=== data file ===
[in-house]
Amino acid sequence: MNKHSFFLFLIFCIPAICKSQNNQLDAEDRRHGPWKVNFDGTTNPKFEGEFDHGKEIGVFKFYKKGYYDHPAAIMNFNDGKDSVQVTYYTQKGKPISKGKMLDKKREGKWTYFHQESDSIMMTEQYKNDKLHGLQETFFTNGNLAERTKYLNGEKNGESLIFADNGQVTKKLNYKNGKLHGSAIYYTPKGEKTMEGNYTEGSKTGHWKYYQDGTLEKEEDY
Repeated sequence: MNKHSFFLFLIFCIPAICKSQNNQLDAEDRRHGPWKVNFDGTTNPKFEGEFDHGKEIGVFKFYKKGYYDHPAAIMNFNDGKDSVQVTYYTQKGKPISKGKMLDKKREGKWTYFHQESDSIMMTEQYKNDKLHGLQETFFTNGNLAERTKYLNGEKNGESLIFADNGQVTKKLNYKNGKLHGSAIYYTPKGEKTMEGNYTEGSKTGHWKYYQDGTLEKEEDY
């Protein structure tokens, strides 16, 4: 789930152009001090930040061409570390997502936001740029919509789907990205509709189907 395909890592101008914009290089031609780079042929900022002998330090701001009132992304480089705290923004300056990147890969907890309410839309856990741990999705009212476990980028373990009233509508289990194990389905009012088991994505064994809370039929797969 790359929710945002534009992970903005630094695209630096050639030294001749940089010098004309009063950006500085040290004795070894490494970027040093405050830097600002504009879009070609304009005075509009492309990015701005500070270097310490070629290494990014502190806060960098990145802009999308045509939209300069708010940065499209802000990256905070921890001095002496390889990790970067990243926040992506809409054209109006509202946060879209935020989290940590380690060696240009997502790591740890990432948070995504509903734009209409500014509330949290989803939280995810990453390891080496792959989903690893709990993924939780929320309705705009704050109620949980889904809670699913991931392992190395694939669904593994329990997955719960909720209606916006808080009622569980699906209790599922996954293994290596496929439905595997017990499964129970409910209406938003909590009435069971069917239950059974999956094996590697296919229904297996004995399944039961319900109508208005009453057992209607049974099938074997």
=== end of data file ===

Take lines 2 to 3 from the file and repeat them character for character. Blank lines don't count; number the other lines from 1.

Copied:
Amino acid sequence: MNKHSFFLFLIFCIPAICKSQNNQLDAEDRRHGPWKVNFDGTTNPKFEGEFDHGKEIGVFKFYKKGYYDHPAAIMNFNDGKDSVQVTYYTQKGKPISKGKMLDKKREGKWTYFHQESDSIMMTEQYKNDKLHGLQETFFTNGNLAERTKYLNGEKNGESLIFADNGQVTKKLNYKNGKLHGSAIYYTPKGEKTMEGNYTEGSKTGHWKYYQDGTLEKEEDY
Repeated sequence: MNKHSFFLFLIFCIPAICKSQNNQLDAEDRRHGPWKVNFDGTTNPKFEGEFDHGKEIGVFKFYKKGYYDHPAAIMNFNDGKDSVQVTYYTQKGKPISKGKMLDKKREGKWTYFHQESDSIMMTEQYKNDKLHGLQETFFTNGNLAERTKYLNGEKNGESLIFADNGQVTKKLNYKNGKLHGSAIYYTPKGEKTMEGNYTEGSKTGHWKYYQDGTLEKEEDY